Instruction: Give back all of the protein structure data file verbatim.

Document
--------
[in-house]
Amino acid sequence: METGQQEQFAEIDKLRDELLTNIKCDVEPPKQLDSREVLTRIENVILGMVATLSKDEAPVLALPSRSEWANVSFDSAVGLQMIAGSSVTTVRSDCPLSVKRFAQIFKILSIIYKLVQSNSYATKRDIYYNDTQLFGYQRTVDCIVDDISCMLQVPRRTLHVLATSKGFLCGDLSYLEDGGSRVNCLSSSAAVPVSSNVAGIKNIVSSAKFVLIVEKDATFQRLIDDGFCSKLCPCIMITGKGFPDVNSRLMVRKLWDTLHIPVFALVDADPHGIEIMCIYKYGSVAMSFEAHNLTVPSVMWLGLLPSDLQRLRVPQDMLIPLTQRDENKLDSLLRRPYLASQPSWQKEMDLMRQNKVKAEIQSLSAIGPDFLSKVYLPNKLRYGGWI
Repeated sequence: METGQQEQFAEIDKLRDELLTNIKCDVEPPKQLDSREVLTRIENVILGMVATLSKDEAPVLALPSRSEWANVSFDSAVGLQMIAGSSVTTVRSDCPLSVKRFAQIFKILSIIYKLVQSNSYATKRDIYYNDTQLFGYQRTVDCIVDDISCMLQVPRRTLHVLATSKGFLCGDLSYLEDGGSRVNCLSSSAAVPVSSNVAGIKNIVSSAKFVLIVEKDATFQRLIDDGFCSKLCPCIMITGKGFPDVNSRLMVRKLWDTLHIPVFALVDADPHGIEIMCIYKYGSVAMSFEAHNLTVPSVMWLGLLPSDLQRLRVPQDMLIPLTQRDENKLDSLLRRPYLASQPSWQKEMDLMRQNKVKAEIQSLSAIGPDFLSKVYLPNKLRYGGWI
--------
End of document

[in-house]
Amino acid sequence: METGQQEQFAEIDKLRDELLTNIKCDVEPPKQLDSREVLTRIENVILGMVATLSKDEAPVLALPSRSEWANVSFDSAVGLQMIAGSSVTTVRSDCPLSVKRFAQIFKILSIIYKLVQSNSYATKRDIYYNDTQLFGYQRTVDCIVDDISCMLQVPRRTLHVLATSKGFLCGDLSYLEDGGSRVNCLSSSAAVPVSSNVAGIKNIVSSAKFVLIVEKDATFQRLIDDGFCSKLCPCIMITGKGFPDVNSRLMVRKLWDTLHIPVFALVDADPHGIEIMCIYKYGSVAMSFEAHNLTVPSVMWLGLLPSDLQRLRVPQDMLIPLTQRDENKLDSLLRRPYLASQPSWQKEMDLMRQNKVKAEIQSLSAIGPDFLSKVYLPNKLRYGGWI
Repeated sequence: METGQQEQFAEIDKLRDELLTNIKCDVEPPKQLDSREVLTRIENVILGMVATLSKDEAPVLALPSRSEWANVSFDSAVGLQMIAGSSVTTVRSDCPLSVKRFAQIFKILSIIYKLVQSNSYATKRDIYYNDTQLFGYQRTVDCIVDDISCMLQVPRRTLHVLATSKGFLCGDLSYLEDGGSRVNCLSSSAAVPVSSNVAGIKNIVSSAKFVLIVEKDATFQRLIDDGFCSKLCPCIMITGKGFPDVNSRLMVRKLWDTLHIPVFALVDADPHGIEIMCIYKYGSVAMSFEAHNLTVPSVMWLGLLPSDLQRLRVPQDMLIPLTQRDENKLDSLLRRPYLASQPSWQKEMDLMRQNKVKAEIQSLSAIGPDFLSKVYLPNKLRYGGWI